You Can’t Trick Cattle Into Squeeze Chutes By Hiding
“By definition,” Grandin explains, “anytime a human gets close enough to a cow to give it a shot or provide veterinary care, that human has violated the cow’s flight zone.”  Therefore, she recommends preventing animals from seeing people deep within their flight zone as they enter the squeeze chute by blocking their vision with either solid sides (even cardboard will do) or louvers.  Also, people at the squeeze chute should stand motionless and not look at the incoming animal; moving people and staring eyes are threatening. Additionally, the pump and motor should be located away from the squeeze to minimize noise. 
So, the animal is to be isolated from everything and then get bit by the rattlesnake? We believe that it’s less stressful for animals if they know what’s coming and not be surprised.
We concur that it is wise not to “stare down” the cattle when encouraging them to enter the chute; this is called “eye stalk” and can discourage cattle from entering the chute. More fundamentally, the idea of needing to hide behind solid sides or louvers on squeeze chutes needs to be challenged. Even if it’s possible to hide behind louvers during an animal’s first trip through a squeeze chute, it’s certainly going to suspect that you’re there on its return visits. Again, wouldn’t you rather know where the rattlesnake is? Consequently, you might as well let the cow know that you are there and not make it guess. Arguably, not knowing what’s hiding behind the louvers is more stressful than knowing. Furthermore, we’ve observed that crews will often leave a panel open on the side of the chute for certain procedures, like branding, which has not hindered the flow of cattle unless they were in a state of panic.
Even more fundamentally, a critical point that Williams makes, but is overlooked by Grandin, is that cattle don’t mind going into a squeeze chute or what happens to them once there; what they mind is how they are treated and handled before they ever get there, and that starts with how they are brought into the corral and every step in between. If they are treated well and handled properly, good movement is created and maintained throughout the system, they will usually willingly walk into a squeeze chute, stand there, then calmly walk out.
Williams also stressed the attitude of the handlers at the squeeze chute. He wanted people to enjoy working the animals, to have a positive attitude, to learn proper technique (e.g., slow and smooth injection technique; not a snake strike), and to focus on quality of work (e.g., working together as a coordinated team and to master proper cattle handling technique).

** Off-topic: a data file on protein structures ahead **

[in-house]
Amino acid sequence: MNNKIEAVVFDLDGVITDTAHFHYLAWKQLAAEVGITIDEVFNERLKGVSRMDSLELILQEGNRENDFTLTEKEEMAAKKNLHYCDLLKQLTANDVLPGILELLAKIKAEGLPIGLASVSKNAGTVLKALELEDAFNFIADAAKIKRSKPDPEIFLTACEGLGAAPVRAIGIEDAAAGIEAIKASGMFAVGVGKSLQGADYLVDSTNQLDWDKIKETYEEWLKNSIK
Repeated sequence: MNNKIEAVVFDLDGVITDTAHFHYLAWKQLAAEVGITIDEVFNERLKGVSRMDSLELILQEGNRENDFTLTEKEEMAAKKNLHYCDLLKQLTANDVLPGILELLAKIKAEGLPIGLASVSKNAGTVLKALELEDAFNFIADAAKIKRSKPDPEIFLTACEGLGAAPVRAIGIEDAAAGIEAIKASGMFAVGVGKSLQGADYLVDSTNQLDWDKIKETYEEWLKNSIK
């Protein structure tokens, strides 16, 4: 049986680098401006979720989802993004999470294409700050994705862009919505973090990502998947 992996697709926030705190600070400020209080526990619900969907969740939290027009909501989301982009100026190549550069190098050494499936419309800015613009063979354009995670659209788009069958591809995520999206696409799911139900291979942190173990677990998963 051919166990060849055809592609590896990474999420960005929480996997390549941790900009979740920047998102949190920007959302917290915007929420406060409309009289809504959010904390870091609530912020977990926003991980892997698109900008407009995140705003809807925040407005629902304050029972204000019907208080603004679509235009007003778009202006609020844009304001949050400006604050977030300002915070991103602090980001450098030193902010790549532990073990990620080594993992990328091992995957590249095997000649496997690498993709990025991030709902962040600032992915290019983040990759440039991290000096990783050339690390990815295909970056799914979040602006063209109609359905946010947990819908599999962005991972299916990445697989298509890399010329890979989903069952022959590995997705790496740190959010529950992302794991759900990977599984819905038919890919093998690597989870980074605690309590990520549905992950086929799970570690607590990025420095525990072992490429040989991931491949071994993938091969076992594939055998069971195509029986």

Entering the squeeze chute should be viewed as a transition. What happens at transitions? If animals don’t have enough good movement to cruise right past them they may hesitate and try to figure it out. So, if the people handle the cattle properly (even giving hesitant animals a moment to examine and get comfortable with it) and keep them in a normal frame of mind, the cattle will usually enter smoothly. If cattle have had a prior bad experience or are panicked, they may require more time and encouragement. Each situation needs to be assessed and handled appropriately.
As far as louvers, they may be good for some cattle and some crews but not others. Ideally, when cattle have good movement and are comfortable with the handlers, louvers are unnecessary. If louvers were easily removable; they could be considered a tool. Our main objection to louvers is that they are an extension of the argument for solid sides, which we challenged above. It confounds us why handlers want to hide from their cattle and prevent cattle from seeing them, which makes effective communication impossible. Skilled people at the squeeze chute can use their body position—as they do everywhere else in a processing facility—to effectively communicate with and move animals. Furthermore, the squeeze chute operator can do a much better job of checking the movement of animals coming in too fast (e.g., by lightly squeezing them with the sides or partially closing the head catch as they enter) if he or she can clearly see them entering.
Although the question of the effect of squeeze chute noise on cattle is unresolved—Grandin believes that it has a negative effect, Williams does not—the authors do agree with Grandin that all facilities and equipment should be engineered for quietness.  Because cattle have much more sensitive hearing than humans to higher frequencies (i.e., human and cattle hearing are most sensitive from 1000-3000 Hz and 7000-8000 Hz, respectively),  it makes sense to reduce unnecessary noise, such as by placing squeeze chute pumps and motors away from the working area. An additional benefit is that people can interact with cattle and each other more effectively when there is no extraneous noise to contend with. Consequently, conscientious facility design should include considerations to minimize noise.